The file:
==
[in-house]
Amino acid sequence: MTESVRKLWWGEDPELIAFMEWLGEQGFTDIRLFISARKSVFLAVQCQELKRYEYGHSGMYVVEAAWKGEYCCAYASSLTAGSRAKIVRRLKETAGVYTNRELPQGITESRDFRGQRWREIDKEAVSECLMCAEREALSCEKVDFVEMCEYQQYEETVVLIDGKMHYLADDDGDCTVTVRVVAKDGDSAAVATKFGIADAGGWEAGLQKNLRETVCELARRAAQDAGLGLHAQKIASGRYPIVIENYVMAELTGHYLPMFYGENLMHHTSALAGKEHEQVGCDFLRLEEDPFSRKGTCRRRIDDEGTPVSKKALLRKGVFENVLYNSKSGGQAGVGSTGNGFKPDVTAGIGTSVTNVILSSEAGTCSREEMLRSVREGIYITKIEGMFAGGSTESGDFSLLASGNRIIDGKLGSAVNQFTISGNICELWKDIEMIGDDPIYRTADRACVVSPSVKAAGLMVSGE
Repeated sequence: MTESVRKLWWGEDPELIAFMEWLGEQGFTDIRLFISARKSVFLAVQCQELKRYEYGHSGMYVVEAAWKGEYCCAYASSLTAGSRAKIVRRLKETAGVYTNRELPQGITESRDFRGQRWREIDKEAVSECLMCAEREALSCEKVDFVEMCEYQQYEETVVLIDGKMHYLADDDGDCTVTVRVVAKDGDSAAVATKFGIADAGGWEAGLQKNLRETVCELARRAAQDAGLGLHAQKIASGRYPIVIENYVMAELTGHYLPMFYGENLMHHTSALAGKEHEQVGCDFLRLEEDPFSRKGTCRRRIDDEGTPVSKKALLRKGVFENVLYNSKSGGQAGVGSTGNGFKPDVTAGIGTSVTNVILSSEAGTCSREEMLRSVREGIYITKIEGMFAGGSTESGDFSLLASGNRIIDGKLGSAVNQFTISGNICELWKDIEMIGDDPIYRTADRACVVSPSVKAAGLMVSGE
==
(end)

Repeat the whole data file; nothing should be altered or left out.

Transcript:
[in-house]
Amino acid sequence: MTESVRKLWWGEDPELIAFMEWLGEQGFTDIRLFISARKSVFLAVQCQELKRYEYGHSGMYVVEAAWKGEYCCAYASSLTAGSRAKIVRRLKETAGVYTNRELPQGITESRDFRGQRWREIDKEAVSECLMCAEREALSCEKVDFVEMCEYQQYEETVVLIDGKMHYLADDDGDCTVTVRVVAKDGDSAAVATKFGIADAGGWEAGLQKNLRETVCELARRAAQDAGLGLHAQKIASGRYPIVIENYVMAELTGHYLPMFYGENLMHHTSALAGKEHEQVGCDFLRLEEDPFSRKGTCRRRIDDEGTPVSKKALLRKGVFENVLYNSKSGGQAGVGSTGNGFKPDVTAGIGTSVTNVILSSEAGTCSREEMLRSVREGIYITKIEGMFAGGSTESGDFSLLASGNRIIDGKLGSAVNQFTISGNICELWKDIEMIGDDPIYRTADRACVVSPSVKAAGLMVSGE
Repeated sequence: MTESVRKLWWGEDPELIAFMEWLGEQGFTDIRLFISARKSVFLAVQCQELKRYEYGHSGMYVVEAAWKGEYCCAYASSLTAGSRAKIVRRLKETAGVYTNRELPQGITESRDFRGQRWREIDKEAVSECLMCAEREALSCEKVDFVEMCEYQQYEETVVLIDGKMHYLADDDGDCTVTVRVVAKDGDSAAVATKFGIADAGGWEAGLQKNLRETVCELARRAAQDAGLGLHAQKIASGRYPIVIENYVMAELTGHYLPMFYGENLMHHTSALAGKEHEQVGCDFLRLEEDPFSRKGTCRRRIDDEGTPVSKKALLRKGVFENVLYNSKSGGQAGVGSTGNGFKPDVTAGIGTSVTNVILSSEAGTCSREEMLRSVREGIYITKIEGMFAGGSTESGDFSLLASGNRIIDGKLGSAVNQFTISGNICELWKDIEMIGDDPIYRTADRACVVSPSVKAAGLMVSGE